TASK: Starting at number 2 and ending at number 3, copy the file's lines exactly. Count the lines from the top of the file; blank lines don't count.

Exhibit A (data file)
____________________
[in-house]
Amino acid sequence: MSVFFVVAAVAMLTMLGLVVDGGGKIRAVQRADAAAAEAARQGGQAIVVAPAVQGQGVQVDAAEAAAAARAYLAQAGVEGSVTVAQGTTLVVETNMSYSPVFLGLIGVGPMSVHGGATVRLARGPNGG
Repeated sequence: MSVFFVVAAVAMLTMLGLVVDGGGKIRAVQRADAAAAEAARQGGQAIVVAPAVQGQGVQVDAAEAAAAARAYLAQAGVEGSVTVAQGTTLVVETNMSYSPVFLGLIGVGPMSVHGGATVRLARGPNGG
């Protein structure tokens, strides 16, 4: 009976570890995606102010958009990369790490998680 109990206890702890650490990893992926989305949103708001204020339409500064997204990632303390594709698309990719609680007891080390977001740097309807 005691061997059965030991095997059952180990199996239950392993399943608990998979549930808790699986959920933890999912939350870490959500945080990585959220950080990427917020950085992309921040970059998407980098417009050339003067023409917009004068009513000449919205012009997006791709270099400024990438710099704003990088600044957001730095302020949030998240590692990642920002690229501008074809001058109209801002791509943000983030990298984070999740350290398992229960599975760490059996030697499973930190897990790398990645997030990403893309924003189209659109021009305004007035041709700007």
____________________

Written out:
Amino acid sequence: MSVFFVVAAVAMLTMLGLVVDGGGKIRAVQRADAAAAEAARQGGQAIVVAPAVQGQGVQVDAAEAAAAARAYLAQAGVEGSVTVAQGTTLVVETNMSYSPVFLGLIGVGPMSVHGGATVRLARGPNGG
Repeated sequence: MSVFFVVAAVAMLTMLGLVVDGGGKIRAVQRADAAAAEAARQGGQAIVVAPAVQGQGVQVDAAEAAAAARAYLAQAGVEGSVTVAQGTTLVVETNMSYSPVFLGLIGVGPMSVHGGATVRLARGPNGG